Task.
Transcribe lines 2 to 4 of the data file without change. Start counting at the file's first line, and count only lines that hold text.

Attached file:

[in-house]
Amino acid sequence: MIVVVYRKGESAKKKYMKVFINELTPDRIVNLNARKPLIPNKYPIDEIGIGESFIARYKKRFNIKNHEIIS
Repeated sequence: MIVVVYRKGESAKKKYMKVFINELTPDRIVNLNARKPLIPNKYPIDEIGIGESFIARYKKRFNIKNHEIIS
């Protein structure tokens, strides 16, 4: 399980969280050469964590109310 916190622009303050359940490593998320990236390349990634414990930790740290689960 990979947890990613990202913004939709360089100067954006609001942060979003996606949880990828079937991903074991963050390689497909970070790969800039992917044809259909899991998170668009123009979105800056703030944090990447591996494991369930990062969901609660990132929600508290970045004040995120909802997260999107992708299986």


Amino acid sequence: MIVVVYRKGESAKKKYMKVFINELTPDRIVNLNARKPLIPNKYPIDEIGIGESFIARYKKRFNIKNHEIIS
Repeated sequence: MIVVVYRKGESAKKKYMKVFINELTPDRIVNLNARKPLIPNKYPIDEIGIGESFIARYKKRFNIKNHEIIS
């Protein structure tokens, strides 16, 4: 399980969280050469964590109310 916190622009303050359940490593998320990236390349990634414990930790740290689960 990979947890990613990202913004939709360089100067954006609001942060979003996606949880990828079937991903074991963050390689497909970070790969800039992917044809259909899991998170668009123009979105800056703030944090990447591996494991369930990062969901609660990132929600508290970045004040995120909802997260999107992708299986």